Lots of @fang like random thoughts


  10. Thanks guys, I wrote that while things were still going on. And I couldn’t get any real news from Australian MSM during the day. Driving me mad. In review:

    As someone who doesn’t have Cable TV I can – hand on heart – swear that I learnt nothing about #Mumbai from Australian MSM.

    I relied totally on Twitter. Not because I wanted to, but because TV wouldn’t interrupt Kerri Anne Kennerly or children’s morning TV with real news.

    Twitter filtered to me websites, and tidbits I couldn’t get elsewhere. ALL news was broken to me by Twitter and the links they sent.

    In amongst retweeting MSM were the REAL stories. Someone hearing the bombing while lying bed. Someone else driving past a hotel as it was attacked. A guy worried about his friend. I realised this: who on earth ever said that social commentary is not News? O.o

    For me, MSM doesn’t make the news, they simply report OUR stories. Just another filter. After people-in-crisis are interviewed on CNN India (I watched online, thanks to link sent by Twitter) they tell a friend, who puts it on Facebook or Twitter or MySpace. More links to real stories.

    Australian Media is dead. It failed to meet my needs (I channel hopped from 9:30am until about 4pm hoping for new News) and by the time the 6 O’clock News came on, MSM was simply retweeting what I had already seen and heard through Twitter links.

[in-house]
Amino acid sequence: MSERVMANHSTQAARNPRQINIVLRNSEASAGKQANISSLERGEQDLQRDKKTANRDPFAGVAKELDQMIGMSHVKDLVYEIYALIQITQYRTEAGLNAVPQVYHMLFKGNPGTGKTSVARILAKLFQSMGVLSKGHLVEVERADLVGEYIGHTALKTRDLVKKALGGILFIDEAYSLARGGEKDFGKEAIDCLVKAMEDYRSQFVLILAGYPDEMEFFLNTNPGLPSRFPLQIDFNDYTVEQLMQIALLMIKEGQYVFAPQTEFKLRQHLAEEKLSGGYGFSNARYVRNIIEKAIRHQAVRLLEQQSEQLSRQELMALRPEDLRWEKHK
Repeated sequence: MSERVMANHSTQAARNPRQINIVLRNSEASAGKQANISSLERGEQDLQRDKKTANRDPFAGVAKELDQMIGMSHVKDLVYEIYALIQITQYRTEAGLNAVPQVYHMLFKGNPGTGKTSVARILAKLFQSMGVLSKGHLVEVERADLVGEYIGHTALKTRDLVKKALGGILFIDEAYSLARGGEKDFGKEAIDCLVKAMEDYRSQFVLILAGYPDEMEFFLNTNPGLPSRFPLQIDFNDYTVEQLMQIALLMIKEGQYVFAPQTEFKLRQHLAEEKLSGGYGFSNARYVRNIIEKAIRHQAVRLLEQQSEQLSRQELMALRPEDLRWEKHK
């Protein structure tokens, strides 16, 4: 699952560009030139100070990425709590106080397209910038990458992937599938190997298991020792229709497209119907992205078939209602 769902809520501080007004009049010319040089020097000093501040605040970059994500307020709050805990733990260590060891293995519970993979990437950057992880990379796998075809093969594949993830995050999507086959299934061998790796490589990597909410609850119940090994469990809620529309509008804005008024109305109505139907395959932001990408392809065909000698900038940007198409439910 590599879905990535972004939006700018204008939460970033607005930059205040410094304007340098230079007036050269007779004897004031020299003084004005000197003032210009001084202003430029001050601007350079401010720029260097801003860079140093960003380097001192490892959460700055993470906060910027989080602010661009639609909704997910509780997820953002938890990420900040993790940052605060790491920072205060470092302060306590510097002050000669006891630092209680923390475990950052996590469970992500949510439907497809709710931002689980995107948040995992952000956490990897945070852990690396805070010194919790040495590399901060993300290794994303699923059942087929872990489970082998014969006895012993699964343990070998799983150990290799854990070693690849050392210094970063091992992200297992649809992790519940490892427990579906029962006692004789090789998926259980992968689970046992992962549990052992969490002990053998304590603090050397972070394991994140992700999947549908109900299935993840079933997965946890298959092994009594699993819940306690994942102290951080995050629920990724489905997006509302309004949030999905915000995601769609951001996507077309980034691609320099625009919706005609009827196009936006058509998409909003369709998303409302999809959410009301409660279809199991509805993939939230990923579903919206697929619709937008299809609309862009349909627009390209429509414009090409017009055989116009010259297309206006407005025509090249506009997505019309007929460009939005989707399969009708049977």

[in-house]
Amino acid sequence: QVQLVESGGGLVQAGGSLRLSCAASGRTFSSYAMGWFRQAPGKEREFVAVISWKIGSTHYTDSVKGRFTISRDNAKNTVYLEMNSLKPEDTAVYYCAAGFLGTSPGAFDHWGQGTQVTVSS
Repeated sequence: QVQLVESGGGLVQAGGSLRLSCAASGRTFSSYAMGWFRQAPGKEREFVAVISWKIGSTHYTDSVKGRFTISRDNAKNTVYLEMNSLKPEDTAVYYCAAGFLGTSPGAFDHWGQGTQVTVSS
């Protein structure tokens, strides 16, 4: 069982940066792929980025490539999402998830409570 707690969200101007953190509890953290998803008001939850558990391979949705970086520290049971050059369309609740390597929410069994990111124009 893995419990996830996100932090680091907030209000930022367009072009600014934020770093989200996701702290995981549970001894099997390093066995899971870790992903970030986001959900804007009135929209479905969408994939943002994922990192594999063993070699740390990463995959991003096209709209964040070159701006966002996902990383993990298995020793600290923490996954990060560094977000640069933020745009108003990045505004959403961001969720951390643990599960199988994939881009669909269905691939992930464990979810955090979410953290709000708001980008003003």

Remember MSM don’t make content – we, the public, do – they are a channel. Media/Medium does not mean content it means channel/s. And as such, Australian Heritage Media FAIL.

    Don’t believe me? Search twitter for the journo’s asking for contacts – our social network – to interview for MSM. I saw at least THREE. If you didn’t, boys and girls, it’s time to broaden your social network outside of geeky Sydney echo chamber. Oh ok, maybe that’s harsh – not everyone wants a couple of thousand followers – and I kinda knew to look for it.

    Oh and I have QIK on a hot button on my phone. Just in case I stick my head out one day, into something interesting. Shall film it first THEN ring @NickHodge to come and rescue me. 😛